The bearer typically is asking a saint to intercede on their behalf. They may be asking for health after an injury or illness, a successful romance, or the survival of their livestock. The charms are in the shape of an item related to the request, such as arms, legs, hearts, animals, etc.

The requestor leaves the milagro at the shrine of the saint that they are asking to intercede on their behalf. Mexico is full of statues and crosses covered with the silver charms, including those pinned to ribbons or threads adorning a statue. In many cases, the milagros are pinned to clothing worn by a statue. A milagro can also be carried for protection and good luck, in the way Detective Emilia Cruz carried her rosary with her in DIABLO NIGHTS, the 3rd Emilia Cruz mystery.

I used a milagro as visual inspiration in The Angler, a stand-alone short story that takes place before the books in the Emilia Cruz mystery series.

When I left Mexico, I took some milagros with me, in the form of this crucifix and a shape known as a Sacred Heart.silver charms adorn a purple cross

Mexican milagros charms

I’m writing in the room where they hang. KING PESO is coming together, albeit slowly.

Not that I’m praying for an intercession, mind you.

But visual inspiration that turns into faster typing wouldn’t hurt.

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CARMEN AMATO

Mystery and thriller author. Retired Central Intelligence Agency intel officer. Dog mom to Hazel and Dutch. Recovering Italian handbag addict.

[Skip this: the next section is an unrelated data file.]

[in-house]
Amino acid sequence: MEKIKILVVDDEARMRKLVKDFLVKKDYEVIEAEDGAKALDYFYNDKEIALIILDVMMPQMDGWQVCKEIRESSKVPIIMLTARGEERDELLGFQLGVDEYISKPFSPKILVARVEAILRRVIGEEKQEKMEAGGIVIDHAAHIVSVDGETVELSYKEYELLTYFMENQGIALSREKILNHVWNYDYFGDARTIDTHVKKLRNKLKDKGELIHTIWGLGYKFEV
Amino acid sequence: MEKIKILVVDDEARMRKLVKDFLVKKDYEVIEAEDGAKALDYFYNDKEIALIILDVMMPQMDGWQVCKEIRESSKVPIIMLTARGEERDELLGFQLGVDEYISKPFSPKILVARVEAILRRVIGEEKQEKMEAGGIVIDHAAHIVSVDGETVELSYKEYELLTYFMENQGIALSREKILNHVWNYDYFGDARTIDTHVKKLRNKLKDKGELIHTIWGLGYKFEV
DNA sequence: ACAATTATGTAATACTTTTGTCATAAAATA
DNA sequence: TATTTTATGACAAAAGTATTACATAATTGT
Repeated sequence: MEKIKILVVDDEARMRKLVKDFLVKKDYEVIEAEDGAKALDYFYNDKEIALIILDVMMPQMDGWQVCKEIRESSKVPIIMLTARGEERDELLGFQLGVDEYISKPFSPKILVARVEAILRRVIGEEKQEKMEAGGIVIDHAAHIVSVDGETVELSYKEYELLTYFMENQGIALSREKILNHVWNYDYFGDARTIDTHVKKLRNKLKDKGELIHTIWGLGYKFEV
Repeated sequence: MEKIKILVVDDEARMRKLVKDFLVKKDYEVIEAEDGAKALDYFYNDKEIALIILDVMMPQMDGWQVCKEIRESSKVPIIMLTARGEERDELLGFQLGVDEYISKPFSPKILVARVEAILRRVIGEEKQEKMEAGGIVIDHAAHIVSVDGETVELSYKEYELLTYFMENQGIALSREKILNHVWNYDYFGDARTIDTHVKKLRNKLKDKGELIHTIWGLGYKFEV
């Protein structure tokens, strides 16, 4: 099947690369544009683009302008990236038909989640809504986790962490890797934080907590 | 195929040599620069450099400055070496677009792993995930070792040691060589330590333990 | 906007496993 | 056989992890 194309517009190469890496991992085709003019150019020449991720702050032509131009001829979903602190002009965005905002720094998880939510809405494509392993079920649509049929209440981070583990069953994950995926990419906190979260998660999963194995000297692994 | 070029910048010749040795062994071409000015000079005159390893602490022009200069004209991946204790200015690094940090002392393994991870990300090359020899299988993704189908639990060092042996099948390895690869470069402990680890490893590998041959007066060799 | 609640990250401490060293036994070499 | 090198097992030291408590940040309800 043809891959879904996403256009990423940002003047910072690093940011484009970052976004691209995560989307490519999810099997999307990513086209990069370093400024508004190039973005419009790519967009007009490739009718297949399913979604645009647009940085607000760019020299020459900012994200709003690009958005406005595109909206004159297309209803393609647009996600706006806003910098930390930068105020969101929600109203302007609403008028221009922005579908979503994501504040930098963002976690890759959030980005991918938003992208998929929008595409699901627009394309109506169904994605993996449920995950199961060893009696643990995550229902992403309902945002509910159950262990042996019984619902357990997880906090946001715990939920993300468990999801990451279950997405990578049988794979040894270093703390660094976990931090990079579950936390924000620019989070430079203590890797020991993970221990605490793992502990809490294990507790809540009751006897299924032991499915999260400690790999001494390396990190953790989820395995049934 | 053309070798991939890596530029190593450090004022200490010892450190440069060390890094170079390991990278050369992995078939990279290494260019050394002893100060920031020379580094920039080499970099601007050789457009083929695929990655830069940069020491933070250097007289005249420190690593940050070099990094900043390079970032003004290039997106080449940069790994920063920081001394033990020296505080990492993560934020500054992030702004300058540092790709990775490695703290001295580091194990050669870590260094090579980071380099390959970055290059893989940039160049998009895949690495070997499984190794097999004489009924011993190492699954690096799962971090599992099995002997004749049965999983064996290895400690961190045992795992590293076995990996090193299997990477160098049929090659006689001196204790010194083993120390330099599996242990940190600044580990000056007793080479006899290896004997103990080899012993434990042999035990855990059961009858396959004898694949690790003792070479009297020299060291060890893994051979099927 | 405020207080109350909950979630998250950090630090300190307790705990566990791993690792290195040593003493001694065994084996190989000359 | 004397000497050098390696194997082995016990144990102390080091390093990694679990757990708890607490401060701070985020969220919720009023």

How to write a political thriller

How to write a political thriller

One of the most often-asked questions for a mystery and thriller author is “Where does your inspiration come from?” Political thriller THE HIDDEN LIGHT OF MEXICO CITY had quite the auspicious beginning . . .

Fateful dinner party

We were invited to a dinner party at the home of another expatriate family in Mexico City. I’d met the mom, Amanda, at a school function. Amanda was a writer and we both participated in an English-speaking writer’s group. Her boys were close enough in age to my kids for them to play together.

A dozen guests sipped cocktails on the patio, then went into a dining room glowing with fine crystal and china. A lovely gazpacho started the meal, prepared and served by the family’s new maid. Itzel was about 18, wearing a stiffly starched uniform and a nervous smile.

We waited quite a long time after the soup for the main course. Amanda excused herself and went into the kitchen. A few minutes later she asked me to come with her.